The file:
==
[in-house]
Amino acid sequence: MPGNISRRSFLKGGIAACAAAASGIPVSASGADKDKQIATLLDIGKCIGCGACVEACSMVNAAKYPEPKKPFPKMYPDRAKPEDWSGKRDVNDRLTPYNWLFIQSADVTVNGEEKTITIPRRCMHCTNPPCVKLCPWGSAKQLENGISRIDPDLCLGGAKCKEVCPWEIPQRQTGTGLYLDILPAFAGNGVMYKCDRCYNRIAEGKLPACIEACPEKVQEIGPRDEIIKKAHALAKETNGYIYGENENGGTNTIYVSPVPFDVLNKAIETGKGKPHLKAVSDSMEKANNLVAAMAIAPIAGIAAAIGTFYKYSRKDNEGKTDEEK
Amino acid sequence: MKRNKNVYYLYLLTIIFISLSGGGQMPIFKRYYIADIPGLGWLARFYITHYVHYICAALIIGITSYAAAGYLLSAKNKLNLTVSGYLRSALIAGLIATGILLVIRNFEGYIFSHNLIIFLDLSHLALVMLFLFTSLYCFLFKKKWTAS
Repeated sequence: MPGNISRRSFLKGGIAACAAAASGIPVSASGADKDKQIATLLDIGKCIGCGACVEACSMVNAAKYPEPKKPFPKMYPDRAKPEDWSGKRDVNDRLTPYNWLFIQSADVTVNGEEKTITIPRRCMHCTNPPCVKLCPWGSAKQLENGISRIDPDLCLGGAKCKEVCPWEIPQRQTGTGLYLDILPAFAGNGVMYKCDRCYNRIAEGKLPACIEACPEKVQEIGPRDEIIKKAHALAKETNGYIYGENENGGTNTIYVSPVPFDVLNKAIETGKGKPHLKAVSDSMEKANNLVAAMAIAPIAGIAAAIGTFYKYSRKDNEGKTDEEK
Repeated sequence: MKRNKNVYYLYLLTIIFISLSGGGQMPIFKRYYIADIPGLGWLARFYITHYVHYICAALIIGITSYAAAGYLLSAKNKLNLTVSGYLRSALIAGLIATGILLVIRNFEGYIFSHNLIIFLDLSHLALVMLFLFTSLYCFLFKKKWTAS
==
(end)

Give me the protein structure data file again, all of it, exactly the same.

[in-house]
Amino acid sequence: MPGNISRRSFLKGGIAACAAAASGIPVSASGADKDKQIATLLDIGKCIGCGACVEACSMVNAAKYPEPKKPFPKMYPDRAKPEDWSGKRDVNDRLTPYNWLFIQSADVTVNGEEKTITIPRRCMHCTNPPCVKLCPWGSAKQLENGISRIDPDLCLGGAKCKEVCPWEIPQRQTGTGLYLDILPAFAGNGVMYKCDRCYNRIAEGKLPACIEACPEKVQEIGPRDEIIKKAHALAKETNGYIYGENENGGTNTIYVSPVPFDVLNKAIETGKGKPHLKAVSDSMEKANNLVAAMAIAPIAGIAAAIGTFYKYSRKDNEGKTDEEK
Amino acid sequence: MKRNKNVYYLYLLTIIFISLSGGGQMPIFKRYYIADIPGLGWLARFYITHYVHYICAALIIGITSYAAAGYLLSAKNKLNLTVSGYLRSALIAGLIATGILLVIRNFEGYIFSHNLIIFLDLSHLALVMLFLFTSLYCFLFKKKWTAS
Repeated sequence: MPGNISRRSFLKGGIAACAAAASGIPVSASGADKDKQIATLLDIGKCIGCGACVEACSMVNAAKYPEPKKPFPKMYPDRAKPEDWSGKRDVNDRLTPYNWLFIQSADVTVNGEEKTITIPRRCMHCTNPPCVKLCPWGSAKQLENGISRIDPDLCLGGAKCKEVCPWEIPQRQTGTGLYLDILPAFAGNGVMYKCDRCYNRIAEGKLPACIEACPEKVQEIGPRDEIIKKAHALAKETNGYIYGENENGGTNTIYVSPVPFDVLNKAIETGKGKPHLKAVSDSMEKANNLVAAMAIAPIAGIAAAIGTFYKYSRKDNEGKTDEEK
Repeated sequence: MKRNKNVYYLYLLTIIFISLSGGGQMPIFKRYYIADIPGLGWLARFYITHYVHYICAALIIGITSYAAAGYLLSAKNKLNLTVSGYLRSALIAGLIATGILLVIRNFEGYIFSHNLIIFLDLSHLALVMLFLFTSLYCFLFKKKWTAS